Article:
Buy to let and shared house landlords are being urged to tell HM Revenue and Customs about any unpaid tax in return for reduced fines and penalties.
HMRC is offering an amnesty to property investors who want to put their income tax and capital gains tax affairs in order.
The aim is to recover £500 million in ‘lost’ tax on buy to let property, houses in multiple occupations and holiday lets.
The Let Property Campaign will until March 2015 and will offer property investors lower penalty charges for confessing any transgressions.
Chief Secretary to the Treasury Danny Alexander claims 1.5 million landlords have failed to pay enough tax on rental profits and should “pay up or face the consequences”.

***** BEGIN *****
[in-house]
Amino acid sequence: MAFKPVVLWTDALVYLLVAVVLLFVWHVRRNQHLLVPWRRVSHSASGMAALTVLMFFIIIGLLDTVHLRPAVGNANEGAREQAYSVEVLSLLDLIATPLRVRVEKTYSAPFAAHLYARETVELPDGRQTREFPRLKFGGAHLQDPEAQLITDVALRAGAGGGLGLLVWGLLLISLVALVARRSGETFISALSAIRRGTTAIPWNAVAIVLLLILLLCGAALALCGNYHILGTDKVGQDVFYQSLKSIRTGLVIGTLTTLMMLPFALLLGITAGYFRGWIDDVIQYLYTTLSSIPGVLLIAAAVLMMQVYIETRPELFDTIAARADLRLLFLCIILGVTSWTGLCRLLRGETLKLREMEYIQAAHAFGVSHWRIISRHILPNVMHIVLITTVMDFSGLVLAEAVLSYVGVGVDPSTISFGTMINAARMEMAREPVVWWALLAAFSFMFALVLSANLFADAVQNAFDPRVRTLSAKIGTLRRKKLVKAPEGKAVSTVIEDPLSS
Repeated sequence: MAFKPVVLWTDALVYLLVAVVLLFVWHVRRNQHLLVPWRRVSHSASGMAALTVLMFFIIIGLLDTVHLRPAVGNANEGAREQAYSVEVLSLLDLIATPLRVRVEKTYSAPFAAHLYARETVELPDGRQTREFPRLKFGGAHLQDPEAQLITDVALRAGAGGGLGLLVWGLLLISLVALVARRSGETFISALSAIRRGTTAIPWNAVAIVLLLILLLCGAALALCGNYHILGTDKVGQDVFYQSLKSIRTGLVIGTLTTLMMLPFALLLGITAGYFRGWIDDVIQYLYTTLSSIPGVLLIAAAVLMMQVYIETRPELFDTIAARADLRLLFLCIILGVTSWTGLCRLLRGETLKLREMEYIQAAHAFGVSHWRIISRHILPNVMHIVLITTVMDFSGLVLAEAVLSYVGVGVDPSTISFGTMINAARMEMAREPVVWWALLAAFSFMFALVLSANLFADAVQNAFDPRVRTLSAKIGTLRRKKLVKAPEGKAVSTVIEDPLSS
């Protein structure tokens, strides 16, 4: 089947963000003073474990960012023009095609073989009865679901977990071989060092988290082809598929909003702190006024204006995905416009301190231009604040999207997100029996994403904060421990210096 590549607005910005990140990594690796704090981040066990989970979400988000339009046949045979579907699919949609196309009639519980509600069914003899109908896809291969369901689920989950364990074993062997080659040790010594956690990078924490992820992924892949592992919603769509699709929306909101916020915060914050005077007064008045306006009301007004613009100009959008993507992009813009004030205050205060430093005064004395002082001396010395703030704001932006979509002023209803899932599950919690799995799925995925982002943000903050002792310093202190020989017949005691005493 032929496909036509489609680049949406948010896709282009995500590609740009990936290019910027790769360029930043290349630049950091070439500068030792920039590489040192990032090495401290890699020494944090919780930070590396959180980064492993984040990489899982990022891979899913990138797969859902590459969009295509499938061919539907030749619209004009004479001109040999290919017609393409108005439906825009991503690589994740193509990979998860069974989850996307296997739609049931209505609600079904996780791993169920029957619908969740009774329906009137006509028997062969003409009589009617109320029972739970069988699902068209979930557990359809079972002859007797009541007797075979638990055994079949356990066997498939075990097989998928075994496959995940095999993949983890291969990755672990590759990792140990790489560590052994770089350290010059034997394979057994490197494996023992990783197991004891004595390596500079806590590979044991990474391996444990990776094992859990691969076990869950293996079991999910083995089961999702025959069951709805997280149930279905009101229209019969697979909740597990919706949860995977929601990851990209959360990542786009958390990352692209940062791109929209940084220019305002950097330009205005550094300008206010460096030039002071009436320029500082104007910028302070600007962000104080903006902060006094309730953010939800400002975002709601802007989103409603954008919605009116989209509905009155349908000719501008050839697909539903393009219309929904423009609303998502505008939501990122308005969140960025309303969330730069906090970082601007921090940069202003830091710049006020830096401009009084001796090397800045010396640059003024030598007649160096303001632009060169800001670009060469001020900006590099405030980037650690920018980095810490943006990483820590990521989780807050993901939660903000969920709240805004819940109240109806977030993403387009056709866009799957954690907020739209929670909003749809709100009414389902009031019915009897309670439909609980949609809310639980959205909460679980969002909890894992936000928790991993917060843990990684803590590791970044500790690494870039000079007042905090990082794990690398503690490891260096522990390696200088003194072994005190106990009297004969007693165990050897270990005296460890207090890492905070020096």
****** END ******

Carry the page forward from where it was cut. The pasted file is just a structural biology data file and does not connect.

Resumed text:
“Over the last decade rents have risen twice as fast as wages. Some landlords still failed to pay the right tax due on the rents they receive. I’m talking about landlords who own more than one property, who rent to students, people with holiday lets and those who let houses in multiple occupations,” he said.
“And it adds up to a staggering £500 million owing to the taxman. We want it back. So we’re launching a campaign with a simple message for the rogue minority of landlords. Pay up or face the consequences.”
HMRC is encouraging landlords who do not understand property tax or who may have made mistakes in filing returns to come forward and recalculate their figures.
Marian Wilson, head of HMRC Campaigns, said: “All rent from letting out a buy to let home, house in multiple occupation or holiday home has to be declared for income tax purposes. Telling us is simple and straightforward.
“We appreciate some people will have made honest mistakes, and some may not be fully aware that the rent from a property is taxable, and that is why it always makes sense to talk to us so we can help. It is always cheaper to come forward voluntarily and pay the tax you owe, rather than wait for HMRC to come calling.”